Exposure Assessment for Estimation of the Global Burden of Disease Attributable to Outdoor Air Pollution

School of Population and Public Health, The University of British Columbia, 2206 East Mall, Vancouver, British Columbia V6T1Z3, Canada.
Environmental Science & Technology (Impact Factor: 5.33). 12/2011; 46(2):652-60. DOI: 10.1021/es2025752
Source: PubMed


Ambient air pollution is associated with numerous adverse health impacts. Previous assessments of global attributable disease burden have been limited to urban areas or by coarse spatial resolution of concentration estimates. Recent developments in remote sensing, global chemical-transport models, and improvements in coverage of surface measurements facilitate virtually complete spatially resolved global air pollutant concentration estimates. We combined these data to generate global estimates of long-term average ambient concentrations of fine particles (PM(2.5)) and ozone at 0.1° × 0.1° spatial resolution for 1990 and 2005. In 2005, 89% of the world's population lived in areas where the World Health Organization Air Quality Guideline of 10 μg/m(3) PM(2.5) (annual average) was exceeded. Globally, 32% of the population lived in areas exceeding the WHO Level 1 Interim Target of 35 μg/m(3), driven by high proportions in East (76%) and South (26%) Asia. The highest seasonal ozone levels were found in North and Latin America, Europe, South and East Asia, and parts of Africa. Between 1990 and 2005 a 6% increase in global population-weighted PM(2.5) and a 1% decrease in global population-weighted ozone concentrations was apparent, highlighted by increased concentrations in East, South, and Southeast Asia and decreases in North America and Europe. Combined with spatially resolved population distributions, these estimates expand the evaluation of the global health burden associated with outdoor air pollution.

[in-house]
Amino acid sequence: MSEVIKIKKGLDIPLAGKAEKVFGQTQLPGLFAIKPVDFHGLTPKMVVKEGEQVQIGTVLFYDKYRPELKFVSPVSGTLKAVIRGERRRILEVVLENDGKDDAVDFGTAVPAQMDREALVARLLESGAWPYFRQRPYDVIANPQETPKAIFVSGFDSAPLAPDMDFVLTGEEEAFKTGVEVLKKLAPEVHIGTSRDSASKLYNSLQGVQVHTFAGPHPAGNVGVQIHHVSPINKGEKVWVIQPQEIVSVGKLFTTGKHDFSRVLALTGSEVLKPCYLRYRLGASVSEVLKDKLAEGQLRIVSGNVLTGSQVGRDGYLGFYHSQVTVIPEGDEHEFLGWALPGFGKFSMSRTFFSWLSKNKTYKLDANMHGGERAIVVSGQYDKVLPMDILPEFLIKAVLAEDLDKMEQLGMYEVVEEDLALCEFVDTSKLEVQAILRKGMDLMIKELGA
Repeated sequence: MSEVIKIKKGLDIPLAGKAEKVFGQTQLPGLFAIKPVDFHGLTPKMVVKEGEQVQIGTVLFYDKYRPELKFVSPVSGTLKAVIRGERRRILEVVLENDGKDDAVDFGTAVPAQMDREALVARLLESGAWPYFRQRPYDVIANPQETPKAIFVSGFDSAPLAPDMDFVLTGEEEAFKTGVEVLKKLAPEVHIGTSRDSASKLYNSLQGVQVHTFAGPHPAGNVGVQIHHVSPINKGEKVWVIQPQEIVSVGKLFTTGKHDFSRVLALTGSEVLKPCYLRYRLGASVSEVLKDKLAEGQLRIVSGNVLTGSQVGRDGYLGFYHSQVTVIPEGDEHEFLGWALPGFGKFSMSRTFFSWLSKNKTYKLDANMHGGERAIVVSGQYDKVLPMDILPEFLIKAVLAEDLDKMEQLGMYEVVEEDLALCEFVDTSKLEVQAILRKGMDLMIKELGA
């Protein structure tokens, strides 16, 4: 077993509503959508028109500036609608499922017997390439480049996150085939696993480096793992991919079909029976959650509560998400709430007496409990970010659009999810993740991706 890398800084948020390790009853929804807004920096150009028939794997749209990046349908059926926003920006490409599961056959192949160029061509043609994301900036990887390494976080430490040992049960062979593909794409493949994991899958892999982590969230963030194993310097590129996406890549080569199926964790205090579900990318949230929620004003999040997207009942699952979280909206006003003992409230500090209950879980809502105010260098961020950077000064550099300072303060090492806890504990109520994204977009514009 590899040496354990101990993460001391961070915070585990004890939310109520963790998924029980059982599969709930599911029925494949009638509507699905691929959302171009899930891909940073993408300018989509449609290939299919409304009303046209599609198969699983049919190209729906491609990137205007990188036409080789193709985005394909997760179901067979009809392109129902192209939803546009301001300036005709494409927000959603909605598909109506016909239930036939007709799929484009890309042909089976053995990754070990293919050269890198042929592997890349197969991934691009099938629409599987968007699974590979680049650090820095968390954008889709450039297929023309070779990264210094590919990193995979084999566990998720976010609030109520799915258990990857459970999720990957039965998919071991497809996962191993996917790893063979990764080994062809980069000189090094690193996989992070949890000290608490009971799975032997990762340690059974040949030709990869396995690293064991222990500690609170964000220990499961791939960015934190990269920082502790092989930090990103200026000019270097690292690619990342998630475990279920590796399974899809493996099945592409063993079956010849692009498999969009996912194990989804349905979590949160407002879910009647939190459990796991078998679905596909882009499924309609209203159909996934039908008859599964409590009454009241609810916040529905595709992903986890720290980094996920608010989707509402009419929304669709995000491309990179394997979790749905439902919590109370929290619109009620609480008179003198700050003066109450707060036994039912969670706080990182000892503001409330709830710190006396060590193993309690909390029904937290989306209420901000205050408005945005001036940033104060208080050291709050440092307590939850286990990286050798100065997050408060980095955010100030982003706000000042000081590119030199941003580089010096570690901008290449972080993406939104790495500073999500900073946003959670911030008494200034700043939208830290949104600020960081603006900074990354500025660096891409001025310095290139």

Download full-text


Available from: Sarah B Henderson, Apr 22, 2015
  • Source
    • "AOD values measured by the Moderate Resolution Imaging Spectroradiometer (MODIS) aboard NASA's Terra and Aqua satellites are the most commonly used data. The association between PM and AOD has been assessed though statistical models (Brauer et al., 2012; Koelemeijer et al., 2006; Liu et al., 2009; Ma et al., 2014; van Donkelaar et al., 2010); however, most of these previous studies were conducted at large spatial scales, e.g., at the global, national and regional scale, and few studies utilized AOD data from MODIS to estimate the within-city variability of PM. Adding land use variables (road network, land use types and industrial emissions) can improve the spatial resolution of the model (Kloog et al., 2011, 2012). "
    [Show abstract] [Hide abstract]
    ABSTRACT: Development of exposure assessment model is the key component for epidemiological studies concerning air pollution, but the evidence from China is limited. Therefore, a linear mixed effects (LME) model was established in this study in a Chinese metropolis by incorporating aerosol optical depth (AOD), meteorological information and the land use regression (LUR) model to predict ground PM10 levels on high spatiotemporal resolution. The cross validation (CV) R(2) and the RMSE of the LME model were 0.87 and 19.2 μg/m(3), respectively. The relative prediction error (RPE) of daily and annual mean predicted PM10 concentrations were 19.1% and 7.5%, respectively. This study was the first attempt in China to estimate both short-term and long-term variation of PM10 levels with high spatial resolution in a Chinese metropolis with the LME model. The results suggested that the LME model could provide exposure assessment for short-term and long-term epidemiological studies in China.
    Environmental Pollution 10/2015; DOI:10.1016/j.envpol.2015.09.042 · 4.14 Impact Factor
  • Source